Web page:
Even though there is plenty of well-meaning financial advice discouraging car leases, there are also plenty of good reasons to lease a vehicle. True, if you stay in a lease, it's a bit like having a car payment for life, but on the other hand, you avoid the hassles of repair costs and getting rid of a used car that you no longer want. In fact, you might just like the idea of driving a cutting-edge, new car model every few years. The point of smart money management is to allow yourself to maintain the lifestyle you desire, and a lease can definitely fit into that. However, it's also easy to get into financial trouble with a lease if you don't negotiate a good deal from the beginning. The following are 10 tips on how to negotiate a car lease smartly.
Tip 1: Know the Numbers
A lease deal is more than just the basic sticker price of the car. Before you go in to negotiate a car lease, it's important to have the following numbers figured out:
- Down payment
- Total cost of the vehicle
- Mileage limit per month
- Buyout price
- Your trade-in value if applicable
For the latter number, it's a good idea to look up the value at Kelley Blue Book so the dealer doesn't attempt to offer you far less than it's worth.
Tip 2: Know Exactly What You Want
When you go to negotiate a car lease, one thing you don't want to do is just show up looking for any car. That's a bit like advertising that you want the most expensive thing they have, and more than likely that's what they'll try to get you into. Instead, do all your research before you go into the dealer. Find out the exact make and model that fits your needs and consider which options you absolutely must have and those that you can live without. Remember that decking your vehicle out with all the accessories will have you paying a premium for options that the next owner is going to benefit from more than you.
Tip 3: Check Out The Dealership Before You Go In
Don't just walk into any dealership sight unseen, but instead do your homework on the dealership that you're eyeing. If there's a car you like in their inventory, try calling their sales department and getting a quote. Coming in with a quote will make it a bit more difficult for a salesperson to start too high. Look at the dealer reviews and pay attention to any bad reviews talking about how the customer felt they were tricked or treated poorly. You might also consider dealing initially with the sales department over the phone or email to see how they treat you. If you feel uncomfortable or disrespected at any point during these interactions, you might have second thoughts about going directly into the dealership. It's generally harder for people to walk away when they're on a lot, or to be confrontational and ask the manager for a new salesperson.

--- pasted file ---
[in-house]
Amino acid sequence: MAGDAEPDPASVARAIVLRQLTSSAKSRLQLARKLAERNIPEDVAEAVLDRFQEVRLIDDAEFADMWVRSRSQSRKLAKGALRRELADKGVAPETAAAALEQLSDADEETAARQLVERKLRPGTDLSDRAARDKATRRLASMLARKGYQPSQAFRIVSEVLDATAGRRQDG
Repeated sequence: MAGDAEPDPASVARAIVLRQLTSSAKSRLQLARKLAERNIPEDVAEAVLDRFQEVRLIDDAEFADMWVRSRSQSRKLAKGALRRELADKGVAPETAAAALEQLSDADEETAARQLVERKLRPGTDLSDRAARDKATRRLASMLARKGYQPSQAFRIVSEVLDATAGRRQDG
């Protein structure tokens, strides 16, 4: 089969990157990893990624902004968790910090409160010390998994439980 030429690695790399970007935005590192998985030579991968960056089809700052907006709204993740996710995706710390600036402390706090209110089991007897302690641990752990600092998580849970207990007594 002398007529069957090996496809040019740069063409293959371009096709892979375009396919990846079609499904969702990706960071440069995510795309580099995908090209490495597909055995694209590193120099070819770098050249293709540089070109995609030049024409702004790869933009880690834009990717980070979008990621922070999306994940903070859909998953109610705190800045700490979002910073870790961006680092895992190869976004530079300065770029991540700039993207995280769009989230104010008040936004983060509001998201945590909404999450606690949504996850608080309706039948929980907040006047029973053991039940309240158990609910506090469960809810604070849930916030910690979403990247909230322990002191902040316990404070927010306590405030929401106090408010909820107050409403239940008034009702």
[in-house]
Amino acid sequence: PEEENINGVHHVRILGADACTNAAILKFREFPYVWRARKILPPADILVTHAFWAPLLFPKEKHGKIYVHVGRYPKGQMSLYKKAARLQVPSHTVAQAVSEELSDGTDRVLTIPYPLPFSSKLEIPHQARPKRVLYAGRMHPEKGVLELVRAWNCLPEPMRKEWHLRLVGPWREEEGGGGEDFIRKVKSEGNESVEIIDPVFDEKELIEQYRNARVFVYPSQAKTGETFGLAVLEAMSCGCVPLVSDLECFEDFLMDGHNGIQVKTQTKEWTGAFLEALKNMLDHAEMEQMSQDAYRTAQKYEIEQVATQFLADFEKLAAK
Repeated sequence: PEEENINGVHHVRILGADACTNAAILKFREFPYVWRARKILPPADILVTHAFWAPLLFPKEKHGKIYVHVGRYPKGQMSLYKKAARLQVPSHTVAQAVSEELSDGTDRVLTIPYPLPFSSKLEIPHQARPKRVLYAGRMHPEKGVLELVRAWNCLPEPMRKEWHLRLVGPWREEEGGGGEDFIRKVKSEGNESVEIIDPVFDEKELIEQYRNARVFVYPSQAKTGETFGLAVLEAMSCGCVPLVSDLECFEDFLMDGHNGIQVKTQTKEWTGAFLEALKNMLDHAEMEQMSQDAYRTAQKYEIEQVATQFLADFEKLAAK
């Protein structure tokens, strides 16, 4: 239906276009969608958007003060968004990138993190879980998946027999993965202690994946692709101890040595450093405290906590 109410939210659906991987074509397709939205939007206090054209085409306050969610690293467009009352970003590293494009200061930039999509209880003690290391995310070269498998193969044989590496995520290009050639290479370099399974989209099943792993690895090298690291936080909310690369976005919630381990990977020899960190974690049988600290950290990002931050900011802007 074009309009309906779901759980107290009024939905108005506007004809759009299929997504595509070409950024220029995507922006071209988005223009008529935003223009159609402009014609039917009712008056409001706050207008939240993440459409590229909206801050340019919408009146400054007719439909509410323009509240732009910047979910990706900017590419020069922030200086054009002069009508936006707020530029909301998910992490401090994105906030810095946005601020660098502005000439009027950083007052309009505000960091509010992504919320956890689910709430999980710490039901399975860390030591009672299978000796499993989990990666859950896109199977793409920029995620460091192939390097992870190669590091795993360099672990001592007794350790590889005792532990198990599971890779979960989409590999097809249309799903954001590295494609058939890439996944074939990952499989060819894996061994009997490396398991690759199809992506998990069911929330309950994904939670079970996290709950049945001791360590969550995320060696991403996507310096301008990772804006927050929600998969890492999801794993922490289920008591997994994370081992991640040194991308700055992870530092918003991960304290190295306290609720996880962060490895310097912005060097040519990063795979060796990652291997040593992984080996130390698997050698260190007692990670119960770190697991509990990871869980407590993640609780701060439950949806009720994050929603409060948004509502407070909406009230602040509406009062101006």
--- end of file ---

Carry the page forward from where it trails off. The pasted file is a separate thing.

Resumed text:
Tip 4: Check The Inventory
Always check the dealer inventory before starting any negotiations. If it's sitting on the lot, it's counting against product that they need to move. However, if they have to go get the car from somewhere else, they can easily play the inconvenience card. If you're the one moving the car, you automatically have a bit of extra leverage.
Tip 5: Bring Someone With You
When you decide to go in to negotiate a car lease, it's important that you go when you feel good and also to bring someone with you. Don't go in when you're stressed, in a hurry, tired, hungry or just feeling bad. This will make you less able to think clearly and more likely to get pushed into something you don't want. Along with this, it's a good idea to bring an objective second person. Let the person know ahead of time what you're trying to do and they can then listen and get you back on track if you start to waver in your negotiations.